The Role of Contraceptive Logistics Management Information System in Provision of Family Planning Services in the province of Sindh, Pakistan

Pakistan ranks in the lowest amongst countries in terms of health indicators including sexual and reproductive health (SRH). “Availability of the contraceptives, a human right” was declared in ICPD and WHO report on SRH in the year 2014. Subsequently, successive governments introduced many programs to improve SRH indicators of Pakistan but have had little success and sustainability. To ensure the availability of contraceptives, the Government of Pakistan, with support of USAID (United States Agency for International Development), introduced the online system of Contraceptive Logistics Management Information System (cLMIS), the competent functioning and effectiveness of which is the focus of this study conducted from October to December of 2015 (cLIMS homepage), (Pakistan Logistics Management Information System). The scope of this study included the two departments of the public sector in the province of Sindh; Department of Health (DOH) and Population Welfare Department (PWD), along with the national-level department Central Warehouse and Supplies (CW and S). The study used both qualitative and quantitative approaches to assess the use of cLIMS. The quantitative component examined the availability of contraceptives, inventory management, warehousing and human resource; it revealed much discrepancy in availability of stock in all departments, with some items in great excess and others out of stock in spite of cLIMS being supported with an auto-generation of demand Contraceptive Logistics Report 6 (CLR6) and the warehouses ‘receiving stock from a common source; the CW and S. The qualitative analysis on the basis of in-depth interviews of the managers dealing with cLMIS at national, provincial and district levels revealed complaints ranging from a lack of training or refresher courses and nonuniformity in methods of data acquisition, to connectivity and communication issues that kept the Service Delivery Points (SDPs) out of the loop, thus inhibiting the effectiveness with which cLMIS could be used for performance evaluation. cLMIS being managed by USAID-deliver project staff (cLIMS homepage) and lack of trained personnel within the public sector was identified as a threat to the project’s sustainability.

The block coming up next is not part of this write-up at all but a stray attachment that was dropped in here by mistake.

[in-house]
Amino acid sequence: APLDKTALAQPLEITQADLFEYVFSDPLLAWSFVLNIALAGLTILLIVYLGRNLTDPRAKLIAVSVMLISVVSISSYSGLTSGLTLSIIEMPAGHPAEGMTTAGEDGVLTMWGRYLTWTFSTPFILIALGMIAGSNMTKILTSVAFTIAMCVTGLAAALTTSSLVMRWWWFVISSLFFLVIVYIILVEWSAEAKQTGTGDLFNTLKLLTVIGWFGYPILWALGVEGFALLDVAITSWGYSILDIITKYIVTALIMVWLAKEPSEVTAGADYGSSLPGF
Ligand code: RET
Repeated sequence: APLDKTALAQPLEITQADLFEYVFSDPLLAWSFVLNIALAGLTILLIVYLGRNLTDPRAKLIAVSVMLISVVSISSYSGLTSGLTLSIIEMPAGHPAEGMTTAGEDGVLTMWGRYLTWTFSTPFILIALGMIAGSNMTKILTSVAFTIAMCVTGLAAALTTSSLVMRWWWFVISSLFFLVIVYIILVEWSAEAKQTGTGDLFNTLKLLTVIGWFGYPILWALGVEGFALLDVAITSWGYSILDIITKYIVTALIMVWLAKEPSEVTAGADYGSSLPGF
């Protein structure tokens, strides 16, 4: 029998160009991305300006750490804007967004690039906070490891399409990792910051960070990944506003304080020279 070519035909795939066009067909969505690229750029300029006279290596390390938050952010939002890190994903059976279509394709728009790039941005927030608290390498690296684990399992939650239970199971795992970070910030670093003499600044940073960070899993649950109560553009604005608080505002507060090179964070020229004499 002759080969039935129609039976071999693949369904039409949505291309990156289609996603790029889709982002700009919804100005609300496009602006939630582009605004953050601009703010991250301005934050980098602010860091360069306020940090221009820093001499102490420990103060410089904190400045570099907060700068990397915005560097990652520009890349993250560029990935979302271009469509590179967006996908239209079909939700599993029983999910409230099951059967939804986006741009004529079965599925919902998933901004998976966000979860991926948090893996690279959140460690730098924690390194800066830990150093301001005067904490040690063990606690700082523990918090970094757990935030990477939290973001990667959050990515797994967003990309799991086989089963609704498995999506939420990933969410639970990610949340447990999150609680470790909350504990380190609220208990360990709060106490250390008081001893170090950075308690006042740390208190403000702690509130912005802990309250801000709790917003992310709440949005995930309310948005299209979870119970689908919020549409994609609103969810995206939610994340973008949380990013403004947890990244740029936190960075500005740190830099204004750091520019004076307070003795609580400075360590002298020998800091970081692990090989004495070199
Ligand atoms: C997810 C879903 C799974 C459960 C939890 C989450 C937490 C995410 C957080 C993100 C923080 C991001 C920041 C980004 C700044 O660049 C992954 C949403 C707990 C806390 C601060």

Saima Hamid, Shafique Ahmed Qureshi and M Suleman Bajwa

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